# Accelerating the construction of a ParallelTable

I wish to calculate a rather dense antisymmetric matrix quite fast based on a random distribution of points (and their radii) in the three dimensional space as follows:

ClearAll["Global*"];
n = 12; size = n*n*n;
Print["The size of the matrix is = ", size];
grid = RandomReal[{-10, 10}, {size, 3}];
epsilon = 5.2; cl = 6.;
xgrid2 = Map[First, grid];
ygrid2 = Map[(#[[2]]) &, grid];
zgrid2 = Map[Last, grid];
rad[k_, l_] := EuclideanDistance[grid[[k]], grid[[l]]]
mat1 = ParallelTable[With[{radial = rad[i, j]},
If[radial <= epsilon, -((
56 Max[cl - radial,
0]^5 (cl + 5 radial) (xgrid2[[i]] - xgrid2[[j]]))/cl^8), 0]]
, {i, 1, size}, {j, 1, size}]; // AbsoluteTiming
AntisymmetricMatrixQ[mat1]


Unfortunately, although I used ParallelTable, it seems it requires a considerable time when the size of the matrix is high, e.g., when $n=25$ and the size would be $15625$!

So, I would be thankful if someone could provide a couple of comments in order to accelerate such a process.

• First comment after a first glance: built-in functions are usually faster. Instead defining rad[], you could employ EuclideanDistance. Sep 10, 2016 at 15:35
• Thanks. This has been done. But the computational time is still high. Sep 10, 2016 at 15:38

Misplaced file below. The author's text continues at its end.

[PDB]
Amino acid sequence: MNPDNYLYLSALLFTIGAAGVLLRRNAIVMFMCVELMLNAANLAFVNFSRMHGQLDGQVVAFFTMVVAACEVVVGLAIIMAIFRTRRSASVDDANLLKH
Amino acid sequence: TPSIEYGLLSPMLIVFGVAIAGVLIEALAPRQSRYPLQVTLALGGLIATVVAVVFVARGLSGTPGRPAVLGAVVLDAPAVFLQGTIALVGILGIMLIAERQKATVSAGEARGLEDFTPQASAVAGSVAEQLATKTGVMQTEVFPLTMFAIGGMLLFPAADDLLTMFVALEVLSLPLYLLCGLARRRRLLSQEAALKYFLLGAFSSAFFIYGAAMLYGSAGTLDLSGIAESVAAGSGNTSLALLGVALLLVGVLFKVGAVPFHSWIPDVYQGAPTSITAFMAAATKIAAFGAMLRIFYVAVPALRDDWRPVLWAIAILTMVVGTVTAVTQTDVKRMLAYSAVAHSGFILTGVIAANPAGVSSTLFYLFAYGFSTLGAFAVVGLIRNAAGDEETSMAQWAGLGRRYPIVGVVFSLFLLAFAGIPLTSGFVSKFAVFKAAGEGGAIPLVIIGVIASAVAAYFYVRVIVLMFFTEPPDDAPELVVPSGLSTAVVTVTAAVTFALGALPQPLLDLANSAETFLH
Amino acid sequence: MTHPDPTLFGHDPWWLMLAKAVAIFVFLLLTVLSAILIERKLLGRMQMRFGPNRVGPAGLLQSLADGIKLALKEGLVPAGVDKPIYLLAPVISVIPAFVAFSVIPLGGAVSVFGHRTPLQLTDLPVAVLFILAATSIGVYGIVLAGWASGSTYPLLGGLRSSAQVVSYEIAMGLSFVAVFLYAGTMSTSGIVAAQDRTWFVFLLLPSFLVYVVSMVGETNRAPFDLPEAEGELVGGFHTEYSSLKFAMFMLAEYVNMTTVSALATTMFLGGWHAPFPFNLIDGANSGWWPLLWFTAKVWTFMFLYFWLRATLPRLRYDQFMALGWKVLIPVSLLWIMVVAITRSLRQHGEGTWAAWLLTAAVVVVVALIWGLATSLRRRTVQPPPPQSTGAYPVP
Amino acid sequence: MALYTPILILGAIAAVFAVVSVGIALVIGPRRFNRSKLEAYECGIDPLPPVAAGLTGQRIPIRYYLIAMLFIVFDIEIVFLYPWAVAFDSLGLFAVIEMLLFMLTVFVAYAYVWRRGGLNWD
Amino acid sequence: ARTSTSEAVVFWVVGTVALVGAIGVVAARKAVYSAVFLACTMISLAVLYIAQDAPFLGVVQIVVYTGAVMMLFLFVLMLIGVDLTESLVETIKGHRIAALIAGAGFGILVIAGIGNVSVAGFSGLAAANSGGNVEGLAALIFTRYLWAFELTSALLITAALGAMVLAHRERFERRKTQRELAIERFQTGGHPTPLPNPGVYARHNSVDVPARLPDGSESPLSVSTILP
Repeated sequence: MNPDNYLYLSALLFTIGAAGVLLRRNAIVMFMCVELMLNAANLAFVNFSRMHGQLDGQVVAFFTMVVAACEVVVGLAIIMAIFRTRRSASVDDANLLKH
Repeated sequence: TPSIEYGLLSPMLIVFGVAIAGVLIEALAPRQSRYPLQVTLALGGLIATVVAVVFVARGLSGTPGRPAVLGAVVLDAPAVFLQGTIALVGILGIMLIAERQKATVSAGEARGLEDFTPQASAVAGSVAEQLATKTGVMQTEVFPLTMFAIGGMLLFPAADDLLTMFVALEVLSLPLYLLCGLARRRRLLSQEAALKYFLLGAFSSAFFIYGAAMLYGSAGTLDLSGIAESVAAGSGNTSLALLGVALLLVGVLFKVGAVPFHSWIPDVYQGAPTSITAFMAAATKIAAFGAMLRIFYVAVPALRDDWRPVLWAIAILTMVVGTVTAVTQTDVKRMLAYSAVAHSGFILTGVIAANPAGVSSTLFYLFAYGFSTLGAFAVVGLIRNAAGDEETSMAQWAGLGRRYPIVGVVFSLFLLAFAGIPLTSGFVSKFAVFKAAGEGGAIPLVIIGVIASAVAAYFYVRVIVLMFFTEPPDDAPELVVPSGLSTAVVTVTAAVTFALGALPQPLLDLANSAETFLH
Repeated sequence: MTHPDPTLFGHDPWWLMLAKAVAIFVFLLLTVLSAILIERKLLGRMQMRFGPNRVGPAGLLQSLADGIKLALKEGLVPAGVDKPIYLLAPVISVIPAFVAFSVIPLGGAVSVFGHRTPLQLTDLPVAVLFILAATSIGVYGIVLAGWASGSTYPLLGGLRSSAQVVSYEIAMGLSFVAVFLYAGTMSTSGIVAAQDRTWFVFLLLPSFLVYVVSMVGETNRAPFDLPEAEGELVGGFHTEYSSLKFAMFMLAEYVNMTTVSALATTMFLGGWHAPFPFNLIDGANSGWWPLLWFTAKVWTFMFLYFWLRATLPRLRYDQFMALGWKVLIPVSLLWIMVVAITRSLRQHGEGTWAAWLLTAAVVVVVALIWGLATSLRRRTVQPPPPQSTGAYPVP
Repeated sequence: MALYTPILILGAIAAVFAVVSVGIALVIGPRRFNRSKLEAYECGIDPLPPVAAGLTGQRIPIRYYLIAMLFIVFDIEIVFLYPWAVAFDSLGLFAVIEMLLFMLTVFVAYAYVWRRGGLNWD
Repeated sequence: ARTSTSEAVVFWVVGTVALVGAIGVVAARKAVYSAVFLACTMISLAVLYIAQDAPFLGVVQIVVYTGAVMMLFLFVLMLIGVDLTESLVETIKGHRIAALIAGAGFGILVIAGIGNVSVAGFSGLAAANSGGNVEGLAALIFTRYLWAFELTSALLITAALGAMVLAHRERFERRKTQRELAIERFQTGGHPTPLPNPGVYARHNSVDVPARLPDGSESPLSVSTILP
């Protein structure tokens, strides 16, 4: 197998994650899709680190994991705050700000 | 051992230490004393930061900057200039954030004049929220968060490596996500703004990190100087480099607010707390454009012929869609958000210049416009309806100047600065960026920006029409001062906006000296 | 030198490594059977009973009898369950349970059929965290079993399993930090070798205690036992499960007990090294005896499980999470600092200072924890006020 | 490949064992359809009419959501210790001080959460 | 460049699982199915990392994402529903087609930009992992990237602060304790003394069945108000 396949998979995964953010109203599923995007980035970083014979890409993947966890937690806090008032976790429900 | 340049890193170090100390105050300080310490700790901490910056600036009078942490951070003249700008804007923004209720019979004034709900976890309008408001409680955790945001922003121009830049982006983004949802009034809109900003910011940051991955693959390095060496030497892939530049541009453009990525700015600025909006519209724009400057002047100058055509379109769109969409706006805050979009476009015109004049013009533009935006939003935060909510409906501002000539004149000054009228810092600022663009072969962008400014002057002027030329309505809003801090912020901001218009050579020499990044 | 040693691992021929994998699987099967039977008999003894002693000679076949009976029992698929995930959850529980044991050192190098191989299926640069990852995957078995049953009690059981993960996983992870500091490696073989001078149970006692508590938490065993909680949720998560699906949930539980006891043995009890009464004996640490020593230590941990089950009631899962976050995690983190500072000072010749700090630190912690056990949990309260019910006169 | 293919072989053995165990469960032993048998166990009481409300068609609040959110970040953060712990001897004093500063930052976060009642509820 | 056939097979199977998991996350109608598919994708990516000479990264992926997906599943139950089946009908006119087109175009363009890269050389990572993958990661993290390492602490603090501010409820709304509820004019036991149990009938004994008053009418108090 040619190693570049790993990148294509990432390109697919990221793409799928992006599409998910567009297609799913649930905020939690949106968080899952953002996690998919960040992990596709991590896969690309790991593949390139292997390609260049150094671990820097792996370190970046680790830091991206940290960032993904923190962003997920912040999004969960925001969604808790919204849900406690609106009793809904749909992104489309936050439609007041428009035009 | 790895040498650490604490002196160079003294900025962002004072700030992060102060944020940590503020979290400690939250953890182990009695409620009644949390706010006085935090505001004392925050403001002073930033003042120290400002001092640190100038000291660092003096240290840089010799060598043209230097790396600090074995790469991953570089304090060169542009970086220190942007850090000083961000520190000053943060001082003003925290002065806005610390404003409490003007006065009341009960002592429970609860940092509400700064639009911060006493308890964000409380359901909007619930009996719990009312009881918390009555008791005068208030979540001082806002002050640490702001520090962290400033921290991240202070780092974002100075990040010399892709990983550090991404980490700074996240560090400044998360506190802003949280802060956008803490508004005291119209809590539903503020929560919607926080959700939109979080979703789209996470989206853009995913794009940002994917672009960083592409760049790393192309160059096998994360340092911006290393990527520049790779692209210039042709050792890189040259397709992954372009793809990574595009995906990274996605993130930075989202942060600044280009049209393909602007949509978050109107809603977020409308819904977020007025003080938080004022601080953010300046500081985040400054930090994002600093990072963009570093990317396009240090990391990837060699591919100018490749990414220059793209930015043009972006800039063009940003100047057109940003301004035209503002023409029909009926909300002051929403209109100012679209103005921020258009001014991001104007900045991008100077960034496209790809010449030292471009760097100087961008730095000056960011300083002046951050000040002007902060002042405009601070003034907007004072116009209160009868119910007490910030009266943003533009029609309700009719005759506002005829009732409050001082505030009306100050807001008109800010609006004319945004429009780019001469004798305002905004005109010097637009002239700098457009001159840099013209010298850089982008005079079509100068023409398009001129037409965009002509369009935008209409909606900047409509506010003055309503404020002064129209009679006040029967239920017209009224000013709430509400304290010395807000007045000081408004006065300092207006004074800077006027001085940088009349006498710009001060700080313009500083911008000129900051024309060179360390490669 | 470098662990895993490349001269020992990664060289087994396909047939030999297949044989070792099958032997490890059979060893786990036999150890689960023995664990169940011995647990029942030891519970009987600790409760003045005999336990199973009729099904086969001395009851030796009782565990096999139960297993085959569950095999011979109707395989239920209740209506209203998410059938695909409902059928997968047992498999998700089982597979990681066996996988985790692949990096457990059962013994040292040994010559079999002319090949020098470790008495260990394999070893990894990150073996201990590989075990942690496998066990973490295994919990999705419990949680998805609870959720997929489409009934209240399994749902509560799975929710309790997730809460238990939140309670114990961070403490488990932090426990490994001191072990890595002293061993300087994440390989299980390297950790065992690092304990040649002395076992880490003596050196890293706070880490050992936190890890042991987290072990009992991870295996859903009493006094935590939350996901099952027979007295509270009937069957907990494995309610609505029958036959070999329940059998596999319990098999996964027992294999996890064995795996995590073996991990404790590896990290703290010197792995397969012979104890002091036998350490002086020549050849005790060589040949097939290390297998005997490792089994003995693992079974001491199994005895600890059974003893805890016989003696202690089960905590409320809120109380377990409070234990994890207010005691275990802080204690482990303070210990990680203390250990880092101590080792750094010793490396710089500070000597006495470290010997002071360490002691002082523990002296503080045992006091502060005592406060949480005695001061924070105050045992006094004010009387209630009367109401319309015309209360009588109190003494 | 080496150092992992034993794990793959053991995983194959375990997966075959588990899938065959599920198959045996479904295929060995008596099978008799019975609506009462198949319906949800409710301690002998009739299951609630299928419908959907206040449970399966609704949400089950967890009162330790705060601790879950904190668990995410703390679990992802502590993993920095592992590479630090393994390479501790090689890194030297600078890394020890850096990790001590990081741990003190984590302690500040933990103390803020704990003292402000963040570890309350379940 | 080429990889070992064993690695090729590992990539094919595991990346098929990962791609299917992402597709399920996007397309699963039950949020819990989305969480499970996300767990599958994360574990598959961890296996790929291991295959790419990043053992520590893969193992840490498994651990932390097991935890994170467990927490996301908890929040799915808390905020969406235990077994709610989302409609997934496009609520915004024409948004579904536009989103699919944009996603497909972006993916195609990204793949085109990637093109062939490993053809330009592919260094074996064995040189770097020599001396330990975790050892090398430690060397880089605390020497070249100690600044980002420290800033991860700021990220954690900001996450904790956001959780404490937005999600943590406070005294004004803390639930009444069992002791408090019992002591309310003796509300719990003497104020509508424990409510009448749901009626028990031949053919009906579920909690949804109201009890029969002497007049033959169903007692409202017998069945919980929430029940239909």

• grid are points within a unit cube, so the maximal distance that can be achieved is $\sqrt{3}\approx 1.73$; why do you test whether radial <= epsilon? It always will. Sep 10, 2016 at 15:48
• I revised the sample code for the general case. In general, the bounds for the cube could be any number. I think the anti-symmetric feature or an application of Compile[] can help us. Sep 10, 2016 at 15:52
• How do you want to apply Nearest for constructing the matrix here? Please write your comment in a piece of implementation. Sep 10, 2016 at 16:06

## 2 Answers

We can speed this up a lot by using that radial <= epsilon means only a small fraction of all those matrix elements have to be considered. Here's how I would do that:

computeMatrix[grid_, xgrid2_, size_] := Module[{dist, diff, eliminate, pos, values, gr = ConstantArray[xgrid2, size]},
dist = DistanceMatrix[grid, DistanceFunction -> EuclideanDistance];
diff = gr - Transpose[gr];
eliminate = UnitStep[ConstantArray[epsilon, {size, size}] - dist];
pos = SparseArray[eliminate]["NonzeroPositions"];
dist = Extract[dist, pos];
diff = Extract[diff, pos];
values = ((56 Clip[cl - dist, {0, \[Infinity]}]^5 (cl + 5 dist) diff)/cl^8);
SparseArray[pos -> values]
]

mat1 == computeMatrix[grid, xgrid2, size]
(* True *)


This evaluates in approximately 0.1 seconds on my computer, more than 100 times faster than the original solution.

Marius provided the vectorized function in the second to last line in a comment below. (If there is interest, one can see this solution without with a non-vectorized function in the edit history of this post.)

Note: This is a very memory hungry function for large $n$. A typical symptom for lack of memory is that the operating system is sluggish or non-responsive while the computation is ongoing. I might update this later with an improvement directed at memory efficiency, but if memory is a problem is might also be a good idea to ask a question about how this can be optimized with regards to memory. It also appears that the speed up with the vectorized approach as compared to my previous approach is lost when the computation is memory constrained.